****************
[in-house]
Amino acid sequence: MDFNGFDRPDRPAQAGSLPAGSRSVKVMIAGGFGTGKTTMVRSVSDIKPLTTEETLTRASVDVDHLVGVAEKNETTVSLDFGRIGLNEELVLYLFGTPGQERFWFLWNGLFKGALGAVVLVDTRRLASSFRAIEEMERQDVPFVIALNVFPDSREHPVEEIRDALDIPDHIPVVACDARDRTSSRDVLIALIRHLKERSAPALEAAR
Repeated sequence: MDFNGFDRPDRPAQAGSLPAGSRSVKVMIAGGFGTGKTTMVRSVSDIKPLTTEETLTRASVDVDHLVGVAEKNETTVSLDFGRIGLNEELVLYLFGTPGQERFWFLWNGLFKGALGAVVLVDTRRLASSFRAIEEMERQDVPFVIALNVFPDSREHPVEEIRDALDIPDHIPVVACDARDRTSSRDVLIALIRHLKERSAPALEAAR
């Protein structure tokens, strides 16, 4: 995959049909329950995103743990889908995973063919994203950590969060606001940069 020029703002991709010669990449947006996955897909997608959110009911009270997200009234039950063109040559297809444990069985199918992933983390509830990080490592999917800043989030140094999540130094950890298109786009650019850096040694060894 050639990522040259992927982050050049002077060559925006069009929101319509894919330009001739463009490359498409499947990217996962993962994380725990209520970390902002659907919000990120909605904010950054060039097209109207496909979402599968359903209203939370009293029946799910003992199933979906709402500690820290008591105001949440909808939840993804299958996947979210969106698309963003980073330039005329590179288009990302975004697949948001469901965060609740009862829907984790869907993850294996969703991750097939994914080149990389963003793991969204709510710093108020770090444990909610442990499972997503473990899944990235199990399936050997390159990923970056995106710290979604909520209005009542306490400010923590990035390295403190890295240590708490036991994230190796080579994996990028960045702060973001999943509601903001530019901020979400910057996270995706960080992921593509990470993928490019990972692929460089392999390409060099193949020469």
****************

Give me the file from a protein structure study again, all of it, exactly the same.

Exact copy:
[in-house]
Amino acid sequence: MDFNGFDRPDRPAQAGSLPAGSRSVKVMIAGGFGTGKTTMVRSVSDIKPLTTEETLTRASVDVDHLVGVAEKNETTVSLDFGRIGLNEELVLYLFGTPGQERFWFLWNGLFKGALGAVVLVDTRRLASSFRAIEEMERQDVPFVIALNVFPDSREHPVEEIRDALDIPDHIPVVACDARDRTSSRDVLIALIRHLKERSAPALEAAR
Repeated sequence: MDFNGFDRPDRPAQAGSLPAGSRSVKVMIAGGFGTGKTTMVRSVSDIKPLTTEETLTRASVDVDHLVGVAEKNETTVSLDFGRIGLNEELVLYLFGTPGQERFWFLWNGLFKGALGAVVLVDTRRLASSFRAIEEMERQDVPFVIALNVFPDSREHPVEEIRDALDIPDHIPVVACDARDRTSSRDVLIALIRHLKERSAPALEAAR
């Protein structure tokens, strides 16, 4: 995959049909329950995103743990889908995973063919994203950590969060606001940069 020029703002991709010669990449947006996955897909997608959110009911009270997200009234039950063109040559297809444990069985199918992933983390509830990080490592999917800043989030140094999540130094950890298109786009650019850096040694060894 050639990522040259992927982050050049002077060559925006069009929101319509894919330009001739463009490359498409499947990217996962993962994380725990209520970390902002659907919000990120909605904010950054060039097209109207496909979402599968359903209203939370009293029946799910003992199933979906709402500690820290008591105001949440909808939840993804299958996947979210969106698309963003980073330039005329590179288009990302975004697949948001469901965060609740009862829907984790869907993850294996969703991750097939994914080149990389963003793991969204709510710093108020770090444990909610442990499972997503473990899944990235199990399936050997390159990923970056995106710290979604909520209005009542306490400010923590990035390295403190890295240590708490036991994230190796080579994996990028960045702060973001999943509601903001530019901020979400910057996270995706960080992921593509990470993928490019990972692929460089392999390409060099193949020469």